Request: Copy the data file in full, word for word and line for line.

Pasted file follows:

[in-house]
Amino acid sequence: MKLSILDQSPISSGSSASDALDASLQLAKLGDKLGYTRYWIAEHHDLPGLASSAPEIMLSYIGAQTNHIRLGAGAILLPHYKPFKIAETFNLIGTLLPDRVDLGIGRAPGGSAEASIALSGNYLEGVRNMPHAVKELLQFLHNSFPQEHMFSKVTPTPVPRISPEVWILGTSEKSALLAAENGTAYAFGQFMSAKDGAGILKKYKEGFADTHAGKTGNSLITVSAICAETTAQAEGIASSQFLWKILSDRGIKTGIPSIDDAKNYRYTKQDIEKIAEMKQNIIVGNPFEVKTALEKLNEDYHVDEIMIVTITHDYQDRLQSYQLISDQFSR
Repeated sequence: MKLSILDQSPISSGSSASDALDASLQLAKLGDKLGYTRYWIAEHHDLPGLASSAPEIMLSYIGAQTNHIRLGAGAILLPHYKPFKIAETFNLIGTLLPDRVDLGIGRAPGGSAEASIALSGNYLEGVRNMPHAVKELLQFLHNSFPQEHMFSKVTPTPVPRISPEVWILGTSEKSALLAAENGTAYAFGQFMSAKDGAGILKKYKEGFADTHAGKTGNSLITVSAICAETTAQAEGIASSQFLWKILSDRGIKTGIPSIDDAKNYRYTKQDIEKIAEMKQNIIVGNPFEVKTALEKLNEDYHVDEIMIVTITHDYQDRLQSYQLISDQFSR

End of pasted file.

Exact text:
[in-house]
Amino acid sequence: MKLSILDQSPISSGSSASDALDASLQLAKLGDKLGYTRYWIAEHHDLPGLASSAPEIMLSYIGAQTNHIRLGAGAILLPHYKPFKIAETFNLIGTLLPDRVDLGIGRAPGGSAEASIALSGNYLEGVRNMPHAVKELLQFLHNSFPQEHMFSKVTPTPVPRISPEVWILGTSEKSALLAAENGTAYAFGQFMSAKDGAGILKKYKEGFADTHAGKTGNSLITVSAICAETTAQAEGIASSQFLWKILSDRGIKTGIPSIDDAKNYRYTKQDIEKIAEMKQNIIVGNPFEVKTALEKLNEDYHVDEIMIVTITHDYQDRLQSYQLISDQFSR
Repeated sequence: MKLSILDQSPISSGSSASDALDASLQLAKLGDKLGYTRYWIAEHHDLPGLASSAPEIMLSYIGAQTNHIRLGAGAILLPHYKPFKIAETFNLIGTLLPDRVDLGIGRAPGGSAEASIALSGNYLEGVRNMPHAVKELLQFLHNSFPQEHMFSKVTPTPVPRISPEVWILGTSEKSALLAAENGTAYAFGQFMSAKDGAGILKKYKEGFADTHAGKTGNSLITVSAICAETTAQAEGIASSQFLWKILSDRGIKTGIPSIDDAKNYRYTKQDIEKIAEMKQNIIVGNPFEVKTALEKLNEDYHVDEIMIVTITHDYQDRLQSYQLISDQFSR